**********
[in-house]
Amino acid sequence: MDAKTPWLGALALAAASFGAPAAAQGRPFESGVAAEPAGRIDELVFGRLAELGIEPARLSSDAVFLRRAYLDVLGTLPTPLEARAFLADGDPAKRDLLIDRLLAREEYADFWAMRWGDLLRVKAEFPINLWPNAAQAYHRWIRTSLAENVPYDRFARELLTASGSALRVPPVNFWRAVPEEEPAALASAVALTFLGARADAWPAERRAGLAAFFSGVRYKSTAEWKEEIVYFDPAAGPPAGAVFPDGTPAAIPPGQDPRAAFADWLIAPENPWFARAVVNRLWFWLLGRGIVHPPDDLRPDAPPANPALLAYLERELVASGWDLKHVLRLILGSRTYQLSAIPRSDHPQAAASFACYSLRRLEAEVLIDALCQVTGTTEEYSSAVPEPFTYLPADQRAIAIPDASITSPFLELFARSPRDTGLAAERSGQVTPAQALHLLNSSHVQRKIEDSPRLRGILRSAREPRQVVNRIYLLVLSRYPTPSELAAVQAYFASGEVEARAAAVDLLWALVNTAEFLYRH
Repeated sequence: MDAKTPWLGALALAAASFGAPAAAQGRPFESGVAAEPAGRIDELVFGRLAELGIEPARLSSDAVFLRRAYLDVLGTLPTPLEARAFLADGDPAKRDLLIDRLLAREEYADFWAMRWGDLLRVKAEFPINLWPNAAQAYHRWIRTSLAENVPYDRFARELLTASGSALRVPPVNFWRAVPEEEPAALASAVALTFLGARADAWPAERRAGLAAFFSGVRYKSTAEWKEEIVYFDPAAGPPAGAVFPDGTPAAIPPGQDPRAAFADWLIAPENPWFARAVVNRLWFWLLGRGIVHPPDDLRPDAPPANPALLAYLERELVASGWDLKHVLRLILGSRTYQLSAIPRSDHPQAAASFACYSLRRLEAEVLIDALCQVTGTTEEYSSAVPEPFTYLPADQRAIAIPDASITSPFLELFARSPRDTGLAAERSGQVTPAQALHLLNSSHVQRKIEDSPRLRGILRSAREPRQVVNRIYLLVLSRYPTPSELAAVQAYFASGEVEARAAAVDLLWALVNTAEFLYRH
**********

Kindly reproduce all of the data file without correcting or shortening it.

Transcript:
[in-house]
Amino acid sequence: MDAKTPWLGALALAAASFGAPAAAQGRPFESGVAAEPAGRIDELVFGRLAELGIEPARLSSDAVFLRRAYLDVLGTLPTPLEARAFLADGDPAKRDLLIDRLLAREEYADFWAMRWGDLLRVKAEFPINLWPNAAQAYHRWIRTSLAENVPYDRFARELLTASGSALRVPPVNFWRAVPEEEPAALASAVALTFLGARADAWPAERRAGLAAFFSGVRYKSTAEWKEEIVYFDPAAGPPAGAVFPDGTPAAIPPGQDPRAAFADWLIAPENPWFARAVVNRLWFWLLGRGIVHPPDDLRPDAPPANPALLAYLERELVASGWDLKHVLRLILGSRTYQLSAIPRSDHPQAAASFACYSLRRLEAEVLIDALCQVTGTTEEYSSAVPEPFTYLPADQRAIAIPDASITSPFLELFARSPRDTGLAAERSGQVTPAQALHLLNSSHVQRKIEDSPRLRGILRSAREPRQVVNRIYLLVLSRYPTPSELAAVQAYFASGEVEARAAAVDLLWALVNTAEFLYRH
Repeated sequence: MDAKTPWLGALALAAASFGAPAAAQGRPFESGVAAEPAGRIDELVFGRLAELGIEPARLSSDAVFLRRAYLDVLGTLPTPLEARAFLADGDPAKRDLLIDRLLAREEYADFWAMRWGDLLRVKAEFPINLWPNAAQAYHRWIRTSLAENVPYDRFARELLTASGSALRVPPVNFWRAVPEEEPAALASAVALTFLGARADAWPAERRAGLAAFFSGVRYKSTAEWKEEIVYFDPAAGPPAGAVFPDGTPAAIPPGQDPRAAFADWLIAPENPWFARAVVNRLWFWLLGRGIVHPPDDLRPDAPPANPALLAYLERELVASGWDLKHVLRLILGSRTYQLSAIPRSDHPQAAASFACYSLRRLEAEVLIDALCQVTGTTEEYSSAVPEPFTYLPADQRAIAIPDASITSPFLELFARSPRDTGLAAERSGQVTPAQALHLLNSSHVQRKIEDSPRLRGILRSAREPRQVVNRIYLLVLSRYPTPSELAAVQAYFASGEVEARAAAVDLLWALVNTAEFLYRH